South Asia

India: US daisy-cutters or olive branch?
By Sultan Shahin

NEW DELHI - Monday night's coordinated suicide attacks on residential complexes for foreigners in Riyadh, the capital of Saudi Arabia, appears to have altered the Indian view of the post-Iraq world order: It may have helped Delhi make up its mind on whether or not to send troops to Iraq as part of a "stabilization force" on the request of the United States.

Well-placed sources in the government have told Asia Times Online that now the answer is going to be an unambiguous "no": India does not want to get stuck in the Middle East quagmire aggravated by the US-led invasion of Iraq, particularly as the Indian parliament has unanimously deplored that action. It may continue to hide behind the need for a United Nations resolution though, as it doesn't want to incur US displeasure.

A strong and determined pro-US lobby in the government led by National Security Advisor Brajesh Mishra is, however, still at work and due to his closeness to Prime Minister Atal Bihari Vajpayee, it may still succeed. But the Riyadh bombing has clearly strengthened the naysayers as it has exposed the many vulnerabilities of the US presence in the Middle East, as well as the striking power of al-Qaeda that is only likely to grow with the passage of time.

India has been under tremendous pressure for the past fortnight to accede to the US request over troops, as the latter is interested in sending as many of its soldiers as possible back home from Iraq as early as possible. The US and British proposal for India to send a division-level force is believed to have been made at the highest levels in government, both in New Delhi and in Washington, two weeks ago. It is also said to have come up in the talks between Mishra and US officials in Washington last week.

Before the Riyadh blasts, India was almost ready to participate in a US-led stabilization force for Iraq, according to news emanating from Poland, the one country other than Albania that has so far shown readiness to send its troops to Iraq. India has participated in humanitarian campaigns before, and given the chaotic law-and-order situation in Iraq, the contemplated force could be considered a humanitarian gesture for the people of Iraq.

India's participation in the United Nations-led relief effort in Iraq was already under way, with the government organizing a field hospital to be sent there. External Affairs Minister Yashwant Sinha was expected to offer military assistance for Iraq to his US counterpart, Secretary of State Colin Powell, when they met in Moscow on Wednesday. The US request did come up for discussion in Moscow, but apparently Sinha did not give any categorical reply to the request formally made by US Deputy Secretary of State Richard Armitage during his Delhi visit last week.

The Indian government is split down the middle on the issue for these reasons. One, the request was being made not by a legitimate Iraqi government, but by an "occupying power". Two, India had opposed the invasion of Iraq, and now sending troops to work under US command without a UN resolution could be construed as supporting the invasion itself.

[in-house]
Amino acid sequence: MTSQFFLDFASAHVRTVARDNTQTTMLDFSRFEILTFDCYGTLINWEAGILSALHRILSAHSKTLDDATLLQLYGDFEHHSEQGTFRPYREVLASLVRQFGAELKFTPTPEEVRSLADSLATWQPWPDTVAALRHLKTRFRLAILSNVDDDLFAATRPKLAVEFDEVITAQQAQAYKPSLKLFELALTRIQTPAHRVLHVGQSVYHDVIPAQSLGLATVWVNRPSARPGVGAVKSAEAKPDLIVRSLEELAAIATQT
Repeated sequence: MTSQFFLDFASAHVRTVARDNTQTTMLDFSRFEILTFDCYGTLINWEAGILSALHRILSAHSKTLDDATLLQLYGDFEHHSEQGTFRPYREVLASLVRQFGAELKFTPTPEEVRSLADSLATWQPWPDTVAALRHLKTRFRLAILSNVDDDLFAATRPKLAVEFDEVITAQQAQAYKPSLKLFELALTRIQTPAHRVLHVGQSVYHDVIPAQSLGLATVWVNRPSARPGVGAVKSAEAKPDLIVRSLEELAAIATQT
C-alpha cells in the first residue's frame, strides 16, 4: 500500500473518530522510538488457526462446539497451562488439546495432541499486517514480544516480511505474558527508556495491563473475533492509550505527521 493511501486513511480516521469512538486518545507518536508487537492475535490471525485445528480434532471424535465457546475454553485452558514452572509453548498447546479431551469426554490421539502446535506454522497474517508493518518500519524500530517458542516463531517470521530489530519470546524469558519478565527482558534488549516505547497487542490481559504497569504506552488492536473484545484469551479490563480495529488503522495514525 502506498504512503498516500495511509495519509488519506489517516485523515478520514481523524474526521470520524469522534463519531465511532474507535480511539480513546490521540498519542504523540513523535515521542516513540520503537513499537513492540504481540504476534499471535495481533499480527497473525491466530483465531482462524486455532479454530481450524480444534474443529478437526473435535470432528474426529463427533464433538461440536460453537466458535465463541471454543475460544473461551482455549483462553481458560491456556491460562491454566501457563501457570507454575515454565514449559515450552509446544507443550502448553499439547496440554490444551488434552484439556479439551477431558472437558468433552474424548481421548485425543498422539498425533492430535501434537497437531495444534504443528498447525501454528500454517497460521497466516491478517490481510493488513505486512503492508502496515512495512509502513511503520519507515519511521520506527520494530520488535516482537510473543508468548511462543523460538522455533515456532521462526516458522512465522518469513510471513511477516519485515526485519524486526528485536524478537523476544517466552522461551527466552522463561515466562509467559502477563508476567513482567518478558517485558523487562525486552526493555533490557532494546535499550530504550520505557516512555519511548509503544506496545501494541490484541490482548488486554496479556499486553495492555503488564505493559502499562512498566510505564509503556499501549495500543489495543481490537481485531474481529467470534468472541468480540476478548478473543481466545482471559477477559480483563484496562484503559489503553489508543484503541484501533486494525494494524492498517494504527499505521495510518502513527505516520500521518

Indian mandarins were able to work out a compromise. India was urging the Americans to amend its resolution somewhat in the United Nations, the argument being that if the UN could be involved, even in some vague way, in the formation of the interim government in Iraq, it would be far easier for India and other countries such as Pakistan and Malaysia to participate in the US-led stabilization force.

But the blasts in Riyadh have changed all this. Given the meticulous planning and execution involved, as Powell put it, the bombing has "all the fingerprints of an al-Qaeda operation". According to the daily newspaper The Pioneer, which often reflects Indian government thinking, the blasts clearly had a twofold purpose: First, to show that far from being crippled, al-Qaeda has retained its ability to strike at any place and time of its choosing. Second, the timing - the eve of Powell's visit to the country in the course of his tour of West Asia to explain US policies in the region after Saddam Hussein's ouster - was meant to show that US supremacy in this part of the globe could hardly be taken for granted and that its allies were in peril.

The Riyadh attack has come at a time when the Indian mind, as reflected in talks with officials as well comments in the media, is full of apprehensions and misgivings about the real US intentions in South Asia. Vajpayee's invocation of the US invasion of Iraq in parliament last week as an "example" of how powerful nations can render the UN a toothless body can be seen in this context. He is also said to have been furious with Yashwant Sinha's earlier statement in parliament calling for "preemptive strikes" against Pakistan on the lines of what the US did in Iraq, as it amounted to supporting the US theory of preemptive strikes against countries that did not and could not pose any threat.